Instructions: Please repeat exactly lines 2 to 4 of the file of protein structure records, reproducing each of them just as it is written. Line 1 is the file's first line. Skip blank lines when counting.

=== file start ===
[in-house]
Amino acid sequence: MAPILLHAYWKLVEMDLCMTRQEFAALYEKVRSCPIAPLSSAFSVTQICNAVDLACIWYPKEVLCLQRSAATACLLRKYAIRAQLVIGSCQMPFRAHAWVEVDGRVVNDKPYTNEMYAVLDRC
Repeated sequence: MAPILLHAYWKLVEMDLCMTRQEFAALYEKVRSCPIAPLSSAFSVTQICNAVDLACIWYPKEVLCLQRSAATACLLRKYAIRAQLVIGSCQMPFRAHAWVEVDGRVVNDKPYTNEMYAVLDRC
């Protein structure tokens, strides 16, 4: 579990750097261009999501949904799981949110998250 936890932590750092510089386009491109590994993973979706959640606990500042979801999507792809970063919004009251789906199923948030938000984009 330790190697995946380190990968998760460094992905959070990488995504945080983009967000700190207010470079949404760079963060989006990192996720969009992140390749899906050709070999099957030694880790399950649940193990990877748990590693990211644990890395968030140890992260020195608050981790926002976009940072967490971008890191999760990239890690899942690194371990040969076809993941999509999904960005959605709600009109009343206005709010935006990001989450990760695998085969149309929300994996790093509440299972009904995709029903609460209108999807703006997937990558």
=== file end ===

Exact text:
Amino acid sequence: MAPILLHAYWKLVEMDLCMTRQEFAALYEKVRSCPIAPLSSAFSVTQICNAVDLACIWYPKEVLCLQRSAATACLLRKYAIRAQLVIGSCQMPFRAHAWVEVDGRVVNDKPYTNEMYAVLDRC
Repeated sequence: MAPILLHAYWKLVEMDLCMTRQEFAALYEKVRSCPIAPLSSAFSVTQICNAVDLACIWYPKEVLCLQRSAATACLLRKYAIRAQLVIGSCQMPFRAHAWVEVDGRVVNDKPYTNEMYAVLDRC
């Protein structure tokens, strides 16, 4: 579990750097261009999501949904799981949110998250 936890932590750092510089386009491109590994993973979706959640606990500042979801999507792809970063919004009251789906199923948030938000984009 330790190697995946380190990968998760460094992905959070990488995504945080983009967000700190207010470079949404760079963060989006990192996720969009992140390749899906050709070999099957030694880790399950649940193990990877748990590693990211644990890395968030140890992260020195608050981790926002976009940072967490971008890191999760990239890690899942690194371990040969076809993941999509999904960005959605709600009109009343206005709010935006990001989450990760695998085969149309929300994996790093509440299972009904995709029903609460209108999807703006997937990558």